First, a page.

How to Remove a Surface Mount Medicine Cabinet
Removing a surface mounted medicine cabinet need not be a deal breaker for a do-it-yourself bathroom remodel. Surface mounted medicine cabinets are common fixtures because they are much easier to install than flush medicine cabinets. Just as the surface mounted type is easier to install, it is easier to remove. Repairing the wall after removing a surface mount cabinet is a breeze. Following these simple instructions will ensure your success in removing your old surface mounted medicine cabinet and repairing the wall.
Step 1 - Prep Your Work Area
Removing your surface mount medicine cabinet can damage your bathroom counter if you fail to prepare. You can scratch the counter with your tools or drip paint all over it. To avoid damaging the counter, cover it with a drop cloth or an old towel.
Step 2 - Provide Support
If you are working alone, use paint cans and a scrap piece of wood to support the cabinet in case it slips when you remove the screws holding it in place. Place 2 paint cans on the bathroom counter on both sides of the medicine cabinet. Make sure the paint cans are not too close to the faucet.
Lay the scrap wood across the paint cans, creating a ledge to support the medicine cabinet. Be sure that the ledge is directly under the edge of the medicine cabinet with minimal space between them. If the paint cans are too high, use books to make the ledge. If the paint cans are too low, add books on the cans to reach the necessary height.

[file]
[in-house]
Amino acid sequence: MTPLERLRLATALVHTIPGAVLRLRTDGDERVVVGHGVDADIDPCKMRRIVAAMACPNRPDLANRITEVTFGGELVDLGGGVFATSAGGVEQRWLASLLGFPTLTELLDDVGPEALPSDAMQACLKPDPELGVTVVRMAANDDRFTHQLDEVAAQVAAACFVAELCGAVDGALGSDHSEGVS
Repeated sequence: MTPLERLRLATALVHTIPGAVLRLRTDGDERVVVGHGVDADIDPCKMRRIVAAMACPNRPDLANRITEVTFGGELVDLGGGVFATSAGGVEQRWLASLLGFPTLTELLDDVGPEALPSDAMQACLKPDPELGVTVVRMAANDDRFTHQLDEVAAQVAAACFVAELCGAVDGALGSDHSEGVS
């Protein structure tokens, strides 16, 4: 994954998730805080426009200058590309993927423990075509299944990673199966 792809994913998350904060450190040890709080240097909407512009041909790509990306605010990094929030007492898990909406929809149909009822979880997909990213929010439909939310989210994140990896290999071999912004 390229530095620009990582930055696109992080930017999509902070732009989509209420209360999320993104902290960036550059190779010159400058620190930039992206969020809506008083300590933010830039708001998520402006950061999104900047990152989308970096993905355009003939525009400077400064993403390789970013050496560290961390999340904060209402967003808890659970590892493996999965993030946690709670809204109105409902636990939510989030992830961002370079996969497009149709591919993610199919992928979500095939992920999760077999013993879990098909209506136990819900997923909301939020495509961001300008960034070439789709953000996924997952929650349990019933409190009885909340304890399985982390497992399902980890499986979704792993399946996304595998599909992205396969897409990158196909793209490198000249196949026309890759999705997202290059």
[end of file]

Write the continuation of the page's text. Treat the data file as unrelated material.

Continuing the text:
Step 3 - Remove Shelves, Screws, and the Cabinet
Remove all interior shelves from the medicine cabinet. Then use a Phillips screwdriver to remove the screws attaching the medicine cabinet to the wall. Ensure that the medicine cabinet does not fall forward when you remove the last screw. Finally, pull the medicine cabinet away from the wall.
Step 4 - Repair the Wall
Once you remove the medicine cabinet from the wall, the wall will have unsightly screw holes. To repair the holes, use a putty knife to fill them with joint compound. Follow the manufacturer’s instructions when using joint compound. After the joint compound has dried, sand the patched areas with fine grit sandpaper and use a tack cloth to remove any dust left from sanding. To finish the job, use your paint tray and roller to prime and paint the wall.
Removing that old surface mount medicine cabinet was not a deal breaker after all. Now that you are finished, you can step back and revel in a job well done.